Southern Africa: IRIN News Briefs, 13 April

Report
from IRIN
Published on 13 Apr 2000
ZAMBIA: WFP to provide emergency aid to refugees
The UN's World Food Programme (WFP) said this week that it would provide US $2.6 million in food aid to an estimated 30,000 Angolan refugees in Zambia.

"The food will feed 30,000 new arrivals in the Western and Northwestern Provinces of Zambia as well as 1,000 malnourished under-five children to improve their health and nutritional status," WFP said in a statement.

WFP said that it would distribute 4,909 mt of maize, vegetable oil, beans, salt and a high-energy protein blend.

NAMIBIA: DTA, UDF named as official opposition

Namibia's national assembly speaker Mosé Tjitendero on Wednesday announced that the parliamentary coalition between the Democratic Turnahlle Alliance (DTA) and the United Democratic Front (UDF) was the official opposition, prompting the Congress of Democrats (CoD) to walk out of the assembly in protest, 'The Namibian' said on Thursday.

Tjitendero's announcement brought to an end months of speculation about which party would become the 'official' opposition after the CoD and the DTA both won seven seats in last year's election. The CoD walked out after Tjitendero said his ruling could not be discussed. The CoD was quoted as saying that it would challenge Tjitendero's decision, using all avenues including the courts.

The Directorate of Elections had declared the CoD as the official opposition when the election results were announced.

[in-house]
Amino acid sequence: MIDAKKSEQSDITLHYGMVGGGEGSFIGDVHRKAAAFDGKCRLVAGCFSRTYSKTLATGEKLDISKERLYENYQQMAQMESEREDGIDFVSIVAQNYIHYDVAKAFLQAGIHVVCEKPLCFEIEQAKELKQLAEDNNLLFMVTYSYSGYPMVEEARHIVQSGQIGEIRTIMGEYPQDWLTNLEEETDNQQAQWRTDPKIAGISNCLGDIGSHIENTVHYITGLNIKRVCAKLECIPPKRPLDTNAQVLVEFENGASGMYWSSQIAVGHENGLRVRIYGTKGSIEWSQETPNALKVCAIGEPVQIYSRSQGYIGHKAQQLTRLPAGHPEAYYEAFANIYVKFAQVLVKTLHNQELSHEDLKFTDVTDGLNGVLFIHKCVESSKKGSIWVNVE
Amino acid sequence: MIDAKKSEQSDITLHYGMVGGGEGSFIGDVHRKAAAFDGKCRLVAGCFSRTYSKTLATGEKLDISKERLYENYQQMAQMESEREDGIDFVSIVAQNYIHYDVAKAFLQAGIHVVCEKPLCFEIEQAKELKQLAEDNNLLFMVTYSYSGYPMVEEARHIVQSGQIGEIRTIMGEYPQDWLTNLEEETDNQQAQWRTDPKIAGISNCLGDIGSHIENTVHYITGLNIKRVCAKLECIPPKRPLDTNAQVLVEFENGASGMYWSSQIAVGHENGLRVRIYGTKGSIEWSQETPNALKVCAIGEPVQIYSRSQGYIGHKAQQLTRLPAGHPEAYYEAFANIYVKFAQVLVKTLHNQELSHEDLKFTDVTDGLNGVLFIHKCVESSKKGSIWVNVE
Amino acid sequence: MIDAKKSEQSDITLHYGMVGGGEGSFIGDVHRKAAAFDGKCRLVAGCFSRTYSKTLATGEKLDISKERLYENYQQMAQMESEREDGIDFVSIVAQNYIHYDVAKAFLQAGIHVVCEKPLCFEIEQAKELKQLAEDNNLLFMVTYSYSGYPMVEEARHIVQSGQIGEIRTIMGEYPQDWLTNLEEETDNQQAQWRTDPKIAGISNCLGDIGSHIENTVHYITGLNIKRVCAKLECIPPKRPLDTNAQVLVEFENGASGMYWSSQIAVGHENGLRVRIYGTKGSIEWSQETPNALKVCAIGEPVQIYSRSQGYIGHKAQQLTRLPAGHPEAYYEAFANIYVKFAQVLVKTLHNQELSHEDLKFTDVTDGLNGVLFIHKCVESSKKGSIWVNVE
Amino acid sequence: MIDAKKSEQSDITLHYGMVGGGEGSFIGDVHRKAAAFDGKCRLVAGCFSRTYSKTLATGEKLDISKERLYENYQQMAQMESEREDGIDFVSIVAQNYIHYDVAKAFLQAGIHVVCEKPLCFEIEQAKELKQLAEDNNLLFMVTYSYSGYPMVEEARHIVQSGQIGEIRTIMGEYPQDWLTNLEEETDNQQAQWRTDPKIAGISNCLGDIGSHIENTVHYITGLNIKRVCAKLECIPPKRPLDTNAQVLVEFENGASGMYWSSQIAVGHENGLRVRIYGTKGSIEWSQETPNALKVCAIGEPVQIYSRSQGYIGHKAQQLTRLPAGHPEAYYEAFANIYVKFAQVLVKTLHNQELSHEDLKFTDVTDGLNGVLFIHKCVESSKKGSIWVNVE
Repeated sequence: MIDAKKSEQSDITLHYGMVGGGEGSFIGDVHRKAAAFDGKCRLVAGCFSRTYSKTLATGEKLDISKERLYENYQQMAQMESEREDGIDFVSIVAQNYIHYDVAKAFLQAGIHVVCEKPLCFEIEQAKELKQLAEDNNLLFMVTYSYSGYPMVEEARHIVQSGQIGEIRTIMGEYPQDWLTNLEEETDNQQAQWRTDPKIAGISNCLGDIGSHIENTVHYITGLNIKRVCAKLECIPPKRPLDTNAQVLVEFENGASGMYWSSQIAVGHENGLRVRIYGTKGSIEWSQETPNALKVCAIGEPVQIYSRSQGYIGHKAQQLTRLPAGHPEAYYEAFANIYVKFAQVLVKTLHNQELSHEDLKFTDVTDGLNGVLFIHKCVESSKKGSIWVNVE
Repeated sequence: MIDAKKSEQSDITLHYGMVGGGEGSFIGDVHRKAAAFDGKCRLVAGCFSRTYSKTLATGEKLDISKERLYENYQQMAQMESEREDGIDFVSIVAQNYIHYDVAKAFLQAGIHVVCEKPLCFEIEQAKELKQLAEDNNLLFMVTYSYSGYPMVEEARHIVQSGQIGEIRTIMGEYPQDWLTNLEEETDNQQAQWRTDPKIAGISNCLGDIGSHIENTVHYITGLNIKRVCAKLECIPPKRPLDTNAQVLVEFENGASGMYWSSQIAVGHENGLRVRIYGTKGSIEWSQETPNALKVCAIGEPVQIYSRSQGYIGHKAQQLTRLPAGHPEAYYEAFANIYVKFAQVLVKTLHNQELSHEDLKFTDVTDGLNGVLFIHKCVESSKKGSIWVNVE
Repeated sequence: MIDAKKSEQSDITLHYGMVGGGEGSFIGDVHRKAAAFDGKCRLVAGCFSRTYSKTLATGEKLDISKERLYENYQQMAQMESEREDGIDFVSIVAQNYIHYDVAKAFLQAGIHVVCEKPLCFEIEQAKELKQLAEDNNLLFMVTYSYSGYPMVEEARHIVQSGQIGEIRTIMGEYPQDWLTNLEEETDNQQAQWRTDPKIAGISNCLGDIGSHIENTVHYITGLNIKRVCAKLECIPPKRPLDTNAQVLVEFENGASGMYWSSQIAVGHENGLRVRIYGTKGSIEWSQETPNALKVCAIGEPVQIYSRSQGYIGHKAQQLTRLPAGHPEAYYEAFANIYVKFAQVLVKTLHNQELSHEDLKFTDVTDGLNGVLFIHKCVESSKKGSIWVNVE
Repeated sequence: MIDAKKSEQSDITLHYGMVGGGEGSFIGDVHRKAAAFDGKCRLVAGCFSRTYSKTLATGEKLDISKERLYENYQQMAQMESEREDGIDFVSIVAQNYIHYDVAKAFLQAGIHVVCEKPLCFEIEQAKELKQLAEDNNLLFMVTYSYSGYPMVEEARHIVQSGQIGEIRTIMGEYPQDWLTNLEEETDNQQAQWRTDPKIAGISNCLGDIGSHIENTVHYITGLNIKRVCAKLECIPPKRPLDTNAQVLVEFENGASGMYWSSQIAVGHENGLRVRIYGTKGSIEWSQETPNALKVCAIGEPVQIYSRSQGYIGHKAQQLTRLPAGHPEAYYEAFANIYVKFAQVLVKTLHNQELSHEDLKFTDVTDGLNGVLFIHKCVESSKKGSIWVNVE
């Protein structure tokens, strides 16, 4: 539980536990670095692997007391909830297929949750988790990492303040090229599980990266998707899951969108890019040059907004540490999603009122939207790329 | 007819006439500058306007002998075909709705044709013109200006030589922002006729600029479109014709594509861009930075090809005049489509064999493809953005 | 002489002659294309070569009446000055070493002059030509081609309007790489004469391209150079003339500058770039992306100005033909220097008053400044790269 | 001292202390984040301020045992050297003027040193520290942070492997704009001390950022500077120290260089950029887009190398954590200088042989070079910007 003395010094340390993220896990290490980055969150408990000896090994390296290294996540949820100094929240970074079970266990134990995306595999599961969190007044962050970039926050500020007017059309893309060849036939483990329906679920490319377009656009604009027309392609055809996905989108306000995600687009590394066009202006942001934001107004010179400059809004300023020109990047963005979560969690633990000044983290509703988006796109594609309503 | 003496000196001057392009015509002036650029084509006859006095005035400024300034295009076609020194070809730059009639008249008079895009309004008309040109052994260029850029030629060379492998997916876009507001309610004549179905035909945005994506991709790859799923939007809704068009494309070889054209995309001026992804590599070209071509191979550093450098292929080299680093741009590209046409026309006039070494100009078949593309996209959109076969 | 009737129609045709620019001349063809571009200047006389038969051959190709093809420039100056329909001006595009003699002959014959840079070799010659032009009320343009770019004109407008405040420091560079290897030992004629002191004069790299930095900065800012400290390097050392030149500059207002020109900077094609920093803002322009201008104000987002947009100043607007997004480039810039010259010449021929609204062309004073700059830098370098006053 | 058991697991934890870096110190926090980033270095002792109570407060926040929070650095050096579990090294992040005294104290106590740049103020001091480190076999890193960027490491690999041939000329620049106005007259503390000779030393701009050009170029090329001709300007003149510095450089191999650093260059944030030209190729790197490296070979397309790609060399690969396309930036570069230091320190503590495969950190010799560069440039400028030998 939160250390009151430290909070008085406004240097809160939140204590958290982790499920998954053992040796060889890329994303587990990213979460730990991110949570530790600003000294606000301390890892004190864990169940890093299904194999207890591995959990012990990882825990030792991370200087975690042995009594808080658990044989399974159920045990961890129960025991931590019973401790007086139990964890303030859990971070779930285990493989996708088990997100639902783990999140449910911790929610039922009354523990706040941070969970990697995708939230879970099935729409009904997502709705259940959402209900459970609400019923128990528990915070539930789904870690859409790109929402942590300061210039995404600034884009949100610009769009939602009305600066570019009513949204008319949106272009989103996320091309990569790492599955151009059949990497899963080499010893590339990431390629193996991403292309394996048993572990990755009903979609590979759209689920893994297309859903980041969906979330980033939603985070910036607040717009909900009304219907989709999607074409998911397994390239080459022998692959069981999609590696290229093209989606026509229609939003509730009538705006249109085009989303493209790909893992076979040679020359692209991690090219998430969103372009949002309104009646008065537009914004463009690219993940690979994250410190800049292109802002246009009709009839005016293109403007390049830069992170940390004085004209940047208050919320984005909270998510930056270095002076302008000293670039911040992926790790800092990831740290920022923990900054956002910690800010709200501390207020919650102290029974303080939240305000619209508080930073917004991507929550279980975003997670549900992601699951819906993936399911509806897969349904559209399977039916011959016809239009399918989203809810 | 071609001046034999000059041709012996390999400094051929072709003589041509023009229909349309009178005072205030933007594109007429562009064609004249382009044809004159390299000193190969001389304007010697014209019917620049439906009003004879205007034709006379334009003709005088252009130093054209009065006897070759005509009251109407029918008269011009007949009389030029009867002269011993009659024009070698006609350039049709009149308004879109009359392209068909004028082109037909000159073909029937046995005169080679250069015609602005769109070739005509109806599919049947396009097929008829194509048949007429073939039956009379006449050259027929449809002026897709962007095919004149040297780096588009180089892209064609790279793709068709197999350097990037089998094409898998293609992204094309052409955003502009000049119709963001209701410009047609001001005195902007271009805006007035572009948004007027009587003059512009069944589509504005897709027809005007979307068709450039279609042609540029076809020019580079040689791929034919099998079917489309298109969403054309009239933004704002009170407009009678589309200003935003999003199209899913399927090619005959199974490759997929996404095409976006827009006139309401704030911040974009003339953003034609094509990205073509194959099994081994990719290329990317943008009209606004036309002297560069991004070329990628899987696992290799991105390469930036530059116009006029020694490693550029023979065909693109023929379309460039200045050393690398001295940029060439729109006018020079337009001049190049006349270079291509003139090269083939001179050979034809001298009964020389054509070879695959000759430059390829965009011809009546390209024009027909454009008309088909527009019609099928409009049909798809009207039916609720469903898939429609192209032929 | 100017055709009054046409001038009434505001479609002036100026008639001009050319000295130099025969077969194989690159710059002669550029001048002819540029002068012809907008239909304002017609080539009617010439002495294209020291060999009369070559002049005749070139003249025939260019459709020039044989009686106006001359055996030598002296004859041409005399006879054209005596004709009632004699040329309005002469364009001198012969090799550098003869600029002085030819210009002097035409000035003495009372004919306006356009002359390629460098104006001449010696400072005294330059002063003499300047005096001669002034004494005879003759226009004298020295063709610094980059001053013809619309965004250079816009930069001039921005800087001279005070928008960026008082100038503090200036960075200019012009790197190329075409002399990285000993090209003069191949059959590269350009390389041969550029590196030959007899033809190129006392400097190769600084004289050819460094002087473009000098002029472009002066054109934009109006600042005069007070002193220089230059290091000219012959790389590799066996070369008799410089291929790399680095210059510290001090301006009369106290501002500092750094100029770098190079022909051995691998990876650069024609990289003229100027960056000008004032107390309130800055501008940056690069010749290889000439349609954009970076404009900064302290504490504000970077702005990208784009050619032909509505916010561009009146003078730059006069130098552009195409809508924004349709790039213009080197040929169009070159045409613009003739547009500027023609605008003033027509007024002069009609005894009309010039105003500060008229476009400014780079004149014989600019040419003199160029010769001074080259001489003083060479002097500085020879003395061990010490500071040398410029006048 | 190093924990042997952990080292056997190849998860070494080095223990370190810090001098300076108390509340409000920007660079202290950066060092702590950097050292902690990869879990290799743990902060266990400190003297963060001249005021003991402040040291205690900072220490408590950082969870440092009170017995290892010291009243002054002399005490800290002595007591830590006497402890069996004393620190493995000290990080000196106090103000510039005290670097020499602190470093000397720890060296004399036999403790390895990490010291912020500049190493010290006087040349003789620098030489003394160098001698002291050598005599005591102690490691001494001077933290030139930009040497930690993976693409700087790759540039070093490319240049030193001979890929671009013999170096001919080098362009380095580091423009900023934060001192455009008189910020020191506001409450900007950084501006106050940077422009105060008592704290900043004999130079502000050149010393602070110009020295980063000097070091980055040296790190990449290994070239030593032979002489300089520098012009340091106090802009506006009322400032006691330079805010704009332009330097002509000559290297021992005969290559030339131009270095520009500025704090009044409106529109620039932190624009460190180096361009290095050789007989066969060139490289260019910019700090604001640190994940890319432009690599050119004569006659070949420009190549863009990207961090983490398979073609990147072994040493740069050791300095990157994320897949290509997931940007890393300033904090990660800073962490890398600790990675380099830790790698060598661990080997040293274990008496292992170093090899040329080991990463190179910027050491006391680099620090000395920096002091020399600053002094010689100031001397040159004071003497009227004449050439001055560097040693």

Tjitendero said the "pronouncements" of the Directorate of Elections had no "effect upon this House (National Assembly)". The speaker said he was entitled to decide the issue based on the Standing Rules of the National Assembly which defines the "leader of the official opposition" as the "person occupying the position of leader of the largest opposition party in the Assembly".

Tjitendero said: "All things being equal, it remains the discretion of the Speaker to recognise a particular party or coalition of parties as representing the official opposition."

NAMIBIA: NBC 'switched off'

The Deputy Minister of Foreign Affairs, Information and Broadcasting, Gabriel Sgihepo on Wednesday barred a television and radio news crew from covering a press conference called by the Congress of Democrats (CoD).

According to 'The Namibian', Shihepo "hauled" two Namibian Broadcasting Corporation (NBC) parliamentary journalists out of a press conference held by the CoD shortly after the party walked out of the National Assembly.

NBC Director-General Ben Mulongeni supported Shihepo and was quoted by 'The Namibian' as saying that the journalists were "wrong to take a camera from the National Assembly to the press conference". He said the NBC staff who went to the CoD press conference would face disciplinary action.

The Media Institute of Southern Africa (Misa) Namibian Chapter said it would investigate the withdrawal of the NBC crew. Bridget Pickering, a Misa Namibia board member, said: "NBC is a public broadcaster and we feel that they should cover news events if they feel it is important. The journalists should decide and I don't think they should be penalised for that."

SOUTH AFRICA: IMF forecasts high growth

The International Monetary Fund (IMF) expects the South African economy to grow at a rate of between 3.8 percent and 4 percent over 2000 and 2001, news reports said. The projections are higher than the government's own forecasts of growth of between 3.5 percent and 3.1 percent for the next two years.

The IMF said the strong forecast growth, was possible because "the fiscal deficit has declined more rapidly than expected, monetary risks have been reduced, and interest rates have fallen, providing a favourable context for the introduction of the planned inflation targeting framework".

The IMF said it expected growth in Africa to reach 4.4 percent this year, and to remain at that level in 2001. "A rebound of activity in three of the largest economies, Algeria, Nigeria, and South Africa, is expected to lead this recovery, but also significant is the continuing strong performance projected for many of the smaller countries including Ghana, Tanzania, Tunisia, and Uganda."

[ENDS]

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